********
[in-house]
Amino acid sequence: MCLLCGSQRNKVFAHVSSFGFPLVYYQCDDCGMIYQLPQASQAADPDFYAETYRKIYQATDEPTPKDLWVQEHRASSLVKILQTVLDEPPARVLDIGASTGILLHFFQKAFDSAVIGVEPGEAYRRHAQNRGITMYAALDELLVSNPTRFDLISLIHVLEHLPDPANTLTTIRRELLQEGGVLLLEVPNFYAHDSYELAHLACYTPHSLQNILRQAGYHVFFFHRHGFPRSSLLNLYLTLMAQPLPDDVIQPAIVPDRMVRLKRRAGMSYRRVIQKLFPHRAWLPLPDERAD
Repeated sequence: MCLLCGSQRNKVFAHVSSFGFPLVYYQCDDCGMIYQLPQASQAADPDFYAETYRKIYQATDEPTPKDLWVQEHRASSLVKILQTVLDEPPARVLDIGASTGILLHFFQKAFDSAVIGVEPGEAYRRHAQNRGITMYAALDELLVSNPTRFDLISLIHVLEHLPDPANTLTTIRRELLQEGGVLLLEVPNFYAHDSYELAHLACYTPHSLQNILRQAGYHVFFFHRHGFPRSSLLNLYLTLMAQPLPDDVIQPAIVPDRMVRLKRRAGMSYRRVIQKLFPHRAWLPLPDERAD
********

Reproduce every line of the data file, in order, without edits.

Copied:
[in-house]
Amino acid sequence: MCLLCGSQRNKVFAHVSSFGFPLVYYQCDDCGMIYQLPQASQAADPDFYAETYRKIYQATDEPTPKDLWVQEHRASSLVKILQTVLDEPPARVLDIGASTGILLHFFQKAFDSAVIGVEPGEAYRRHAQNRGITMYAALDELLVSNPTRFDLISLIHVLEHLPDPANTLTTIRRELLQEGGVLLLEVPNFYAHDSYELAHLACYTPHSLQNILRQAGYHVFFFHRHGFPRSSLLNLYLTLMAQPLPDDVIQPAIVPDRMVRLKRRAGMSYRRVIQKLFPHRAWLPLPDERAD
Repeated sequence: MCLLCGSQRNKVFAHVSSFGFPLVYYQCDDCGMIYQLPQASQAADPDFYAETYRKIYQATDEPTPKDLWVQEHRASSLVKILQTVLDEPPARVLDIGASTGILLHFFQKAFDSAVIGVEPGEAYRRHAQNRGITMYAALDELLVSNPTRFDLISLIHVLEHLPDPANTLTTIRRELLQEGGVLLLEVPNFYAHDSYELAHLACYTPHSLQNILRQAGYHVFFFHRHGFPRSSLLNLYLTLMAQPLPDDVIQPAIVPDRMVRLKRRAGMSYRRVIQKLFPHRAWLPLPDERAD